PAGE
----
03 Sep Aging is beautiful–let’s create a new truth and erase those old stories
I grew up with Disney’s Snow White and Sleeping Beauty. The magical moment when the woodland creatures help Cinderella with the ball gown. I believed if I did the right things that I too might magically find a prince. Happily ever after and all that. The real message was that I would need to become the kind of girl worthy of a prince.
That message is the one most women receive in our culture. If we want to be desired (by men) we have to work at it. We have to stay thin and stay young. We have to be pleasing. Not too smart, not too outspoken. Demure and a bit submissive.
Those were the messages of my childhood. I believed those stories, on some subconscious level and incorporated them. Along with all the bad feelings of not measuring up, and the subsequent sense of having failed because my marriage failed.
What happens when we are no longer young? When we aren’t quite so thin and the dewy tight skin is gone? When our beautiful blonde locks are graying? Some of us spend so much time and energy trying to hold on to that illusion of youth that we lose ourselves. In a society that worships youth and beauty it’s easy to feel lost, discarded. Invisible.
Aging is beautiful.
Older women are beautiful and wise and soft and intelligent and sexual. We are aging and we can find beauty in our ever changing bodies and minds.
This topic was on my mind when this Dear Amy column popped up. It captures the angst women feel about “getting old”. It is painful to read and to witness this individual’s fear and hurt and anger. I am sharing it here, not to deride but to call attention to the damage this ‘youth is beauty’ myth causes.
Dear Amy: I am a 62-year-old woman. I am still attractive and (blessedly) wrinkle-free, due to being on an aggressive slew of hormones, antioxidants and telomerase-enhancing drugs. (I’m using all the latest technology.) Because I am (apparently) unattractive to men, no matter what I do, I take solace in the few close but platonic relationships I have with a few men.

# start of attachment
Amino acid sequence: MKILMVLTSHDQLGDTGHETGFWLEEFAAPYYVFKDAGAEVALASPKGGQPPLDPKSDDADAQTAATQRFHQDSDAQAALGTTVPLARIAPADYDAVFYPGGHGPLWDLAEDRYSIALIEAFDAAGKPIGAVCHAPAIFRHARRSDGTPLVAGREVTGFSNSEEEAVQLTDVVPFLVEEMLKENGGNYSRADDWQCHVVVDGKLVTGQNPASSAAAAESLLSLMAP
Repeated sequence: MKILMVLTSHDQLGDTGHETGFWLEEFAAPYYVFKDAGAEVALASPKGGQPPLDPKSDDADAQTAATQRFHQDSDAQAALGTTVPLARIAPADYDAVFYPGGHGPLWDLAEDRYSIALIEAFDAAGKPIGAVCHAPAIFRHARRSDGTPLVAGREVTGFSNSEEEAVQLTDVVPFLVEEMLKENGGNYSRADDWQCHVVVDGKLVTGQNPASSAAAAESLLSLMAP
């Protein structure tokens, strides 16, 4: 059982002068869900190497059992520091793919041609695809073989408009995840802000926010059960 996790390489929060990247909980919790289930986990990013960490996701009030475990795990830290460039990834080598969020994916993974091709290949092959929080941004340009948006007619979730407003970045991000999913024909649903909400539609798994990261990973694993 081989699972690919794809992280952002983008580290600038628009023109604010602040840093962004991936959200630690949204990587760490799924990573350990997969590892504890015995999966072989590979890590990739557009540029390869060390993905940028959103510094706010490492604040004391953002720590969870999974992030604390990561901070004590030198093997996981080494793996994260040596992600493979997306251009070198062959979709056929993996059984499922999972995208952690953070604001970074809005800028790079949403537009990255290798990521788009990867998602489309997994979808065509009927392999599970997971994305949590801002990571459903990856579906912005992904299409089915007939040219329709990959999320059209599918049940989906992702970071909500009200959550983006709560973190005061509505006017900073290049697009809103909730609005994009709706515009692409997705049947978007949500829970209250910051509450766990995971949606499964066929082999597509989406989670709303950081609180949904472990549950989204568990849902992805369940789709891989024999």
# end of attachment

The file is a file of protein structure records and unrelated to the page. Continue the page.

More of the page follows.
During a recent walk on the California beach with my friend “Martin,” he pointed out one beautiful nubile young woman after another, and then described his male reaction to them. Martin also indicated that I should slim down. (I’m not overweight.)
As a middle-aged woman, I am used to being marginalized, but I think that, during the last three years, the problem has become acute. I’m not invisible: I’m reviled and demeaned, by employers and single men. These days you have to look like a porn model to even get by.
Short of spending hundreds of thousands of dollars on plastic surgery, I don’t know what I can do. I feel that something that was optional years ago is now a necessity: a complete body makeover. I have become extremely depressed about the situation. Were it not for my loving father, who left me with enough money to live on, I would be out on the streets. I am still in excellent health. But if people (both men and women) feel my looks are “off,” they will say so! Short of moving to a desert island and waiting for death, what are we supposed to do?
— Wrinkle-Free and Upset
Dear Wrinkle-Free: You already live on a desert island. You’ve put yourself there, and your obsession with looking youthful in order to attract and hold the male gaze will keep you there.